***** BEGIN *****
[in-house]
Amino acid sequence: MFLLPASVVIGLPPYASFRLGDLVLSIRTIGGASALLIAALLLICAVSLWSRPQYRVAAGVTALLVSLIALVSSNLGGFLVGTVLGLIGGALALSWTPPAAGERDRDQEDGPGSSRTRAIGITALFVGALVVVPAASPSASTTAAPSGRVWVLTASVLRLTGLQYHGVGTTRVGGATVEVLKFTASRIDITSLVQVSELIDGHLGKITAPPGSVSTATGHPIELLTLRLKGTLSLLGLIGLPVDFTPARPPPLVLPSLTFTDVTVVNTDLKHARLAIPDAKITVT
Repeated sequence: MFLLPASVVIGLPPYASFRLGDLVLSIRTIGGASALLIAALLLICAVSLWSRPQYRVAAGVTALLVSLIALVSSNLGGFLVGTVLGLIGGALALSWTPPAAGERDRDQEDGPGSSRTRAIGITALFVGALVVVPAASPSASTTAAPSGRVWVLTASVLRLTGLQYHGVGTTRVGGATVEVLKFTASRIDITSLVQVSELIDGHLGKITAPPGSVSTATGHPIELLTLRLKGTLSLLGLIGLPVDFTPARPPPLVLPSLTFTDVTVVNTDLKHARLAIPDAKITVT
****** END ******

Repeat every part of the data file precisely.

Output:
[in-house]
Amino acid sequence: MFLLPASVVIGLPPYASFRLGDLVLSIRTIGGASALLIAALLLICAVSLWSRPQYRVAAGVTALLVSLIALVSSNLGGFLVGTVLGLIGGALALSWTPPAAGERDRDQEDGPGSSRTRAIGITALFVGALVVVPAASPSASTTAAPSGRVWVLTASVLRLTGLQYHGVGTTRVGGATVEVLKFTASRIDITSLVQVSELIDGHLGKITAPPGSVSTATGHPIELLTLRLKGTLSLLGLIGLPVDFTPARPPPLVLPSLTFTDVTVVNTDLKHARLAIPDAKITVT
Repeated sequence: MFLLPASVVIGLPPYASFRLGDLVLSIRTIGGASALLIAALLLICAVSLWSRPQYRVAAGVTALLVSLIALVSSNLGGFLVGTVLGLIGGALALSWTPPAAGERDRDQEDGPGSSRTRAIGITALFVGALVVVPAASPSASTTAAPSGRVWVLTASVLRLTGLQYHGVGTTRVGGATVEVLKFTASRIDITSLVQVSELIDGHLGKITAPPGSVSTATGHPIELLTLRLKGTLSLLGLIGLPVDFTPARPPPLVLPSLTFTDVTVVNTDLKHARLAIPDAKITVT